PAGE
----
Neptune is calling its new project the Neptune Suite. At its most basic, it’s six different pieces of hardware that Neptune promises will work seamlessly with one another. Yet where every major company with a smartwatch (short of Samsung), has put the heavy lifting on people’s smartphones for things like network connectivity and apps, Neptune wants to put it on your wrist.
In the middle of it all is a wrap-around, water-resistant smartwatch called “the hub,” which has a 2.4-inch capacitive touchscreen, a 3G/LTE modem that works with nano-SIM cards, and runs Android 5.0 Lollipop. Joining it are a “pocket screen” and “tab screen,” which expand the screen on the hub using super-fast, short-range wireless standard 802.11ad WiGig. Adding to that are three accessories: a keyboard that can turn the tablet into a notebook of sorts; a dongle with HDMI that will let you push what’s on your hub to other screens (like Google’s Chromecast); and last but not least, a set of wireless headphones.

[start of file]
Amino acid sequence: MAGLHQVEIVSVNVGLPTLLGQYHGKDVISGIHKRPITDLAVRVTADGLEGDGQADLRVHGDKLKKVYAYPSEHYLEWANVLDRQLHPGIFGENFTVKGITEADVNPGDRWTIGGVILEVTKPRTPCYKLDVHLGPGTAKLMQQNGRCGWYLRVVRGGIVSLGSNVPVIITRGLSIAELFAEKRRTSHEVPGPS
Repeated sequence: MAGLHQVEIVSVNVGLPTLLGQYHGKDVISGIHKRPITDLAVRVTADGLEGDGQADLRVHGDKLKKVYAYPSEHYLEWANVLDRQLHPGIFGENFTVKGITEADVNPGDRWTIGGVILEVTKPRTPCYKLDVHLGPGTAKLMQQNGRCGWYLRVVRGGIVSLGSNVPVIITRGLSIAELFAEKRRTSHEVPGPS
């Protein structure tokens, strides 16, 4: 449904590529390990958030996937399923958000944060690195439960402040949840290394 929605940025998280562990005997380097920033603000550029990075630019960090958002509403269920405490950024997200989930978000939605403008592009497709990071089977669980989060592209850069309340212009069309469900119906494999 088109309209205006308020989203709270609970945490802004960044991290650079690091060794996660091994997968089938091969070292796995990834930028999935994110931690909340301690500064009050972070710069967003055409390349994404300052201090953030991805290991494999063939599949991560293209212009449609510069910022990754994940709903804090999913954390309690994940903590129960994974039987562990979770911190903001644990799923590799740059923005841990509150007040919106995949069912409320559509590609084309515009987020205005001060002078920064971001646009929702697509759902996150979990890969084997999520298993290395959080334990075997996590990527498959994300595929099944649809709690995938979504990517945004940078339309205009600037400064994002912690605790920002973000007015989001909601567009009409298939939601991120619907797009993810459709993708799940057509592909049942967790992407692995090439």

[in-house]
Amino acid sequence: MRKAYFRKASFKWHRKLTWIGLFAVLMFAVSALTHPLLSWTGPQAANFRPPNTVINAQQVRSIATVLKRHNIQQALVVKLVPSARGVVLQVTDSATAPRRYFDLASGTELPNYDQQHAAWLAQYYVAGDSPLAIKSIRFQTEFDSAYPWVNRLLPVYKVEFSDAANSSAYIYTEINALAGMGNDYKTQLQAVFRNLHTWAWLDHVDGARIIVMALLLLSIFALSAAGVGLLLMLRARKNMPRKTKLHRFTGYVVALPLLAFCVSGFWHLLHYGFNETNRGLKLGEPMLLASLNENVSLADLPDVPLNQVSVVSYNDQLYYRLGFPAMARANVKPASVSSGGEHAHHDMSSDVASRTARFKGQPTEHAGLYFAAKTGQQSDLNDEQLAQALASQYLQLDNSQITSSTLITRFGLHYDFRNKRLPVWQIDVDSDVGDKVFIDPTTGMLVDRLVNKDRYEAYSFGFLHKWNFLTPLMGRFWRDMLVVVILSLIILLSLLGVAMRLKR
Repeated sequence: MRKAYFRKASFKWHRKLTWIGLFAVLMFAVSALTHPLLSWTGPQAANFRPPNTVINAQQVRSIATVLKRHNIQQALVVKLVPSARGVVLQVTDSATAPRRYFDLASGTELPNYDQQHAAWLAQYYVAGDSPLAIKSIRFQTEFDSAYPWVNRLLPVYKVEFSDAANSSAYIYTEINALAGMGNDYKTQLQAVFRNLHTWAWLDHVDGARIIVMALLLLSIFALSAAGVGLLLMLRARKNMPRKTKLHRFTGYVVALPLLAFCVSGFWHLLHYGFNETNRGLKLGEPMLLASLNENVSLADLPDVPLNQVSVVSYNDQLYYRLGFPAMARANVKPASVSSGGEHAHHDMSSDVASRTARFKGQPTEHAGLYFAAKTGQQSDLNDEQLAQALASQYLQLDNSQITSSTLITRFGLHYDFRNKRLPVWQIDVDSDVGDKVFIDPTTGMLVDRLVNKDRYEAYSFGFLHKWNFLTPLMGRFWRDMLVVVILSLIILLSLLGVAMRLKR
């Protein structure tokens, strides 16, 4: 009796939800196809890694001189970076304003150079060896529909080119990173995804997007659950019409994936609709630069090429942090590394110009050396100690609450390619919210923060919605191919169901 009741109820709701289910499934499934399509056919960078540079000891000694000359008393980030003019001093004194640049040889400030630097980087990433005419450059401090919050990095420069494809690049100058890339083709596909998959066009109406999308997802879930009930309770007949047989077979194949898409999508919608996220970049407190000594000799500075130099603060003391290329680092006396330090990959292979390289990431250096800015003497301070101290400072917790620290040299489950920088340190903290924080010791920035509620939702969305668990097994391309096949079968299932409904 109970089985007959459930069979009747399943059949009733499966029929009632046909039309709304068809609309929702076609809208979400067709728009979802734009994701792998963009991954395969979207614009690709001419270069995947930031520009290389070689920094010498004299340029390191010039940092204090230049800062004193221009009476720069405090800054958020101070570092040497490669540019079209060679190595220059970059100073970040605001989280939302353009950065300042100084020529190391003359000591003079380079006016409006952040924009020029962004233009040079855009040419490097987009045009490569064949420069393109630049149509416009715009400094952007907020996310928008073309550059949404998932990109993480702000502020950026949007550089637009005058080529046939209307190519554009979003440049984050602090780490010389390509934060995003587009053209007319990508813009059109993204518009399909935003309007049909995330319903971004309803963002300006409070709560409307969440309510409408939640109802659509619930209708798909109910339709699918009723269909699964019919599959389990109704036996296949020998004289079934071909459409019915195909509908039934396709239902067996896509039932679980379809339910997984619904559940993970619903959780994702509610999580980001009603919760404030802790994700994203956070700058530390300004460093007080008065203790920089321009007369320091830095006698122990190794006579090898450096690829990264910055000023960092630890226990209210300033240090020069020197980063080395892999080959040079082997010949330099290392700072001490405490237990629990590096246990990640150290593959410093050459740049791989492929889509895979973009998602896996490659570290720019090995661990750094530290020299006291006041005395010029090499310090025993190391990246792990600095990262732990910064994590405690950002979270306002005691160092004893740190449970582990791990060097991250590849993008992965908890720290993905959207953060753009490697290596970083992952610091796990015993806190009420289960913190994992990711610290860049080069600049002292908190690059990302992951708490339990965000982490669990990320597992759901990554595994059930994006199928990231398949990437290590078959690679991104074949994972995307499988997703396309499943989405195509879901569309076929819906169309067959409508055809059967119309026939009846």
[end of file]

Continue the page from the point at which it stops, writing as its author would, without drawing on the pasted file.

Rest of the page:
A very interesting idea, but in my view, a misguided one. This idea would work a lot better if the central device wasn’t an unwieldy, huge bracelet, but the smartphone. I long for the day my smartphone can replace my PC, connecting to displays and peripherals without ever taking it out of my pocket.